Born in Athens (Greece), Savina Yannatou studied song with G. Georilopoulou at the National Conservatory and later with Spiros Sakkas at the Workshop of Vocal Art in Athens. She attended postgraduate studies (performance and communication skills) at Guildhall School of Music and Drama, London, with a scholarship awarded by the Mousigetis Foundation.
Her professional career as a singer started while still a student, when she sang for the very successful and until today highly respected daily program of the Greek National Radio 3 Lillipoupoli under the direction of the famous composer Manos Hadjidakis.
After that, she interpreted entechno (“artful”) Greek songs, collaborating with well-known Greek composers and also covered contemporary opera and music. Later she focused on medieval, renaissance and baroque music. In the early nineties she started experimenting with different vocal techniques in free improvisation. Parallel to that she started a collaboration with a number of Thessaloniki-based musicians, who at that occasion founded the group Primavera en Salonico, with which she recorded and later performed Primavera en Salonico—Sephardic Folk Songs from Salonica, Songs from the Mediterranean, Virgin Maries of the World and Terra Nostra (all released by LYRA/Musurgia Graeca, the second also in the USA by Sounds True under the name Mediterranea and the last one also by ECM).
Savina Yannatou has also composed her own music and songs (a.o. “Rosa das Rosas” and “Dreams of the Mermaid,” both released by Musurgia Graeca), as well as music for theater – for Medea, performed in 1997 by the National Greek Theatre, Bacchai (2005) and Dibuk (2006) performed by the National Greek Theatre, and for the play The Woman of Zante by Dionyssios Solomos. She has also composed music for video art and dance theater. All together she has released and/or participated in over 20 CDs.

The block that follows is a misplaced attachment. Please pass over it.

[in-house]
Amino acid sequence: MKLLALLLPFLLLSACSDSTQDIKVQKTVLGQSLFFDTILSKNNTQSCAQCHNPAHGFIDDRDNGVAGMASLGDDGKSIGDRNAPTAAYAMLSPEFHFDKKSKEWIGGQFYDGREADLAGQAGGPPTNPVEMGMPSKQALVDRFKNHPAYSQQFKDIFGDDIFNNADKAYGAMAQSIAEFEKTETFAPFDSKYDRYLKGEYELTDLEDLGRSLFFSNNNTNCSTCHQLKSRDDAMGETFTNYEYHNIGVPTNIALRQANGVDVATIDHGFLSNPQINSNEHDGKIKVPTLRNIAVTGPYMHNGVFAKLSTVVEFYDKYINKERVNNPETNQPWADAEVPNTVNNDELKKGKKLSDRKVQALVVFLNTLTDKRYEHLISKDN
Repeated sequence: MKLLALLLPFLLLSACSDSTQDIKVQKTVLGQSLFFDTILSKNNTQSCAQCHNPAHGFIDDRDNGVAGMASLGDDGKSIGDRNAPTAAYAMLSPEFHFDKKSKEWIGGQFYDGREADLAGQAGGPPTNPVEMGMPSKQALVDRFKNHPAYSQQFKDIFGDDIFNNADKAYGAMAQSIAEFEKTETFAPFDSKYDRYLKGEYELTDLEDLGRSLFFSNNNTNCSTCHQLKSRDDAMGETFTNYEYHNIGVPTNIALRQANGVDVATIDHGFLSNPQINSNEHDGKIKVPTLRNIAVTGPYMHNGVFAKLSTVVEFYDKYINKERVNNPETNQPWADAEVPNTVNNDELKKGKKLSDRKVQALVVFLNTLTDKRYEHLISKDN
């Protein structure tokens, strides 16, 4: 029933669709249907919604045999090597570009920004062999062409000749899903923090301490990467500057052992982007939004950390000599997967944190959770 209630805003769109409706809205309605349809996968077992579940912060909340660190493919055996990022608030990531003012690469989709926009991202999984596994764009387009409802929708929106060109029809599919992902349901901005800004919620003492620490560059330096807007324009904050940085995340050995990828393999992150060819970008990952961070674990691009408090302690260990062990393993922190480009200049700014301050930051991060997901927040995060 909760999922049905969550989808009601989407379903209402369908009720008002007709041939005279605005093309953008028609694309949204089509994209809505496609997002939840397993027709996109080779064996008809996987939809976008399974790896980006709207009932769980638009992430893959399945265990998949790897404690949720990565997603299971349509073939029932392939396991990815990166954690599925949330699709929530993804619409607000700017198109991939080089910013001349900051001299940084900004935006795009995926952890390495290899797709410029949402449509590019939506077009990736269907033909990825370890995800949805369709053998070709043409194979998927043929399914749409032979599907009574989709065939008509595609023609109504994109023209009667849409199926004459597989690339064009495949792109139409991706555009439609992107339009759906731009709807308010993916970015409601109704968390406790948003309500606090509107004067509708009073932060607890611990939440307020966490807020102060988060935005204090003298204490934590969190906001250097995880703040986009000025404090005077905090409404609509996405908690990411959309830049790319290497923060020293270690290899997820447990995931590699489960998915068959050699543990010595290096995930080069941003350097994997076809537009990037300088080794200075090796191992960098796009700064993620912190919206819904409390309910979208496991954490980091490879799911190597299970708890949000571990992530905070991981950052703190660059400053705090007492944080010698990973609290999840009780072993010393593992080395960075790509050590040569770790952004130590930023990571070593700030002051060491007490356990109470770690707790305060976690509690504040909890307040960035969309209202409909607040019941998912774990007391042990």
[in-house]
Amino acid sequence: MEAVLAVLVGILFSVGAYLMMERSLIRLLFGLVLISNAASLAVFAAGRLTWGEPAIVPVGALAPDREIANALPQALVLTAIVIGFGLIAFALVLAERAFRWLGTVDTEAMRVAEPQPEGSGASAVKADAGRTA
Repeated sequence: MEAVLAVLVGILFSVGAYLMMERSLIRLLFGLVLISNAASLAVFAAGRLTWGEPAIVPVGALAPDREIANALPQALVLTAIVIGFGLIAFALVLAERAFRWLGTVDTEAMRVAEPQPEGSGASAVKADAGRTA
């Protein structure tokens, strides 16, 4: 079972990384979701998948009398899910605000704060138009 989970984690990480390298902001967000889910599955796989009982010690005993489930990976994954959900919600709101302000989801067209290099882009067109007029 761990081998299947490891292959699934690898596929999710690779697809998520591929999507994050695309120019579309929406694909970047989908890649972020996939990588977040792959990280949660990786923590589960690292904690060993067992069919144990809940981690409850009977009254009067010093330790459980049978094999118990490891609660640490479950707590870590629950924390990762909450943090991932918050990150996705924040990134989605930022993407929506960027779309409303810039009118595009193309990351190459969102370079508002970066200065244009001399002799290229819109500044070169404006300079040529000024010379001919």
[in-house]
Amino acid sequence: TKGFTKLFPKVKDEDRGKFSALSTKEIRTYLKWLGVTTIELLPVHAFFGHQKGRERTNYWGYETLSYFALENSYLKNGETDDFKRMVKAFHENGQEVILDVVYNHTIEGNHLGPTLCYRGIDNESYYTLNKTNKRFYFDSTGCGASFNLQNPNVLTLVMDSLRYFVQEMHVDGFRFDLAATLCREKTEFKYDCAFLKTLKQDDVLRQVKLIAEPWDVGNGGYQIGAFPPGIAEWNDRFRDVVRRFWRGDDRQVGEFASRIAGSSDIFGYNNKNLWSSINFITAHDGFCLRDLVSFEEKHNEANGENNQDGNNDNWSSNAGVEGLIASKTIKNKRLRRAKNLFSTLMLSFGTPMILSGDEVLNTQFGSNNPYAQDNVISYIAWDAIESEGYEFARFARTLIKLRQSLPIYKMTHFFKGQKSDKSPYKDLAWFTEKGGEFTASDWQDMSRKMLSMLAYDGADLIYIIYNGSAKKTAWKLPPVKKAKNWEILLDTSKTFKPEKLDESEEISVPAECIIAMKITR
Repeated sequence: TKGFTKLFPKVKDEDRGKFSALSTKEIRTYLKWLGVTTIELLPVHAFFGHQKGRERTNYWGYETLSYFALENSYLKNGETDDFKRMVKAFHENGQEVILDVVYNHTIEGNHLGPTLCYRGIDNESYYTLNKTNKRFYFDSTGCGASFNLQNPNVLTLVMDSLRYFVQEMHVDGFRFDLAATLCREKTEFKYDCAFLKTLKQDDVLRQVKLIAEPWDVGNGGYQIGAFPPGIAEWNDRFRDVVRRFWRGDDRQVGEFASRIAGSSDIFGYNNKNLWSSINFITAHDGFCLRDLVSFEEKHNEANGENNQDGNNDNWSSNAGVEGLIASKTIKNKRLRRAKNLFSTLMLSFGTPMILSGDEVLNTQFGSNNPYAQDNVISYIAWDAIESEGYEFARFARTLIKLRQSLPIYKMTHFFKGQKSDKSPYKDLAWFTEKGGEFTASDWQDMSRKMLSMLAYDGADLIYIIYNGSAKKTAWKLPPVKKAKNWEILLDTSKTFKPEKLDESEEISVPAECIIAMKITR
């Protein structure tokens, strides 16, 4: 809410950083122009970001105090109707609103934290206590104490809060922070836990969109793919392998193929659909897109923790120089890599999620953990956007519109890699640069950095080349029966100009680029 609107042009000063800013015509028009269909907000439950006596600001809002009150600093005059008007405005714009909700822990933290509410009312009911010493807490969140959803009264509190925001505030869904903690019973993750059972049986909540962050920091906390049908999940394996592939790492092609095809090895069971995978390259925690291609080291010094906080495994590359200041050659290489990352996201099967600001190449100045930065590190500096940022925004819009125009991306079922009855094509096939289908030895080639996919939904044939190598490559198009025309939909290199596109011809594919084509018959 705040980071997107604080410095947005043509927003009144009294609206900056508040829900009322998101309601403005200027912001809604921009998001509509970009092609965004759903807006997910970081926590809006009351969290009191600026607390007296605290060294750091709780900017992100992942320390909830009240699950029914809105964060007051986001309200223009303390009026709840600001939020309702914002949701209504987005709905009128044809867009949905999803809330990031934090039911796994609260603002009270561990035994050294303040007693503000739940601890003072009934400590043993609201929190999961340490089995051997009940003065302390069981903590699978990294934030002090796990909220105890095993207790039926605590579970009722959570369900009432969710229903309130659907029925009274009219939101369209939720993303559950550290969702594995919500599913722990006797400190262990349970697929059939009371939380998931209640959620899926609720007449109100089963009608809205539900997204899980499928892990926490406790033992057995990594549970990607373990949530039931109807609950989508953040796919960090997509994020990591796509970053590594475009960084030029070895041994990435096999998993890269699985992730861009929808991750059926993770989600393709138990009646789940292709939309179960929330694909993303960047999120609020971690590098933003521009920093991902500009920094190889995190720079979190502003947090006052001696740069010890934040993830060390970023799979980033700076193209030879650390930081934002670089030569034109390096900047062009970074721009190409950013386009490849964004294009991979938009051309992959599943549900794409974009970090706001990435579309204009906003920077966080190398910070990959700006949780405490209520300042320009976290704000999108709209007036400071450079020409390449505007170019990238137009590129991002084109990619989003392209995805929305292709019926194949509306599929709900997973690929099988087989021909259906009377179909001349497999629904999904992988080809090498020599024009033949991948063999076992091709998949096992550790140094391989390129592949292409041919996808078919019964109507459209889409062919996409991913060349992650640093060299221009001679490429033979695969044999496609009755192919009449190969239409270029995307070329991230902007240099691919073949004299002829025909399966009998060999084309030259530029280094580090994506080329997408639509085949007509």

In the Press:
“(…) What is termed ‘music’ and ‘song’ in this particular album is something playing with the limits and extremities of these concepts, challenging every traditional approach to them. Free instrumental improvisations moving to various minimalist levels coexist with the unexpected, but often fantastic, vocal improvisations of Savina Yannatou. (…) This almost otherworldly and unbelievably daring canvas not only functions well but also results to musical settings that are terribly original and succeed to express the truths and emotions of the poetic verses.” – Haris Symvoulidis, Avopolis
“Dark-toned but ambrosial, highly disciplined yet seemingly bursting with a soul of pure flame, the rather staggering Athens-born singer Savina Yannatou is a virtuosic chameleon adept at an extensive range of vocal traditions (and languages) from the Mediterranean region – not just interpreting but leaping off from these old folk musics with a daring, exploratory technique and far-flung tonal scope that allows her to stamp it all with a brash intelligence and some might say punky attitude. There’s not a thing dried-up or academic about her new takes on ancient songs… Yannatou really lets the blood out of these songs, brazenly improvising on them, as if called by some inner primal force, kneading and kneeling them, caressing them, smearing their borders and launching out something entirely new in the process.” – John Payne, L.A. Weekly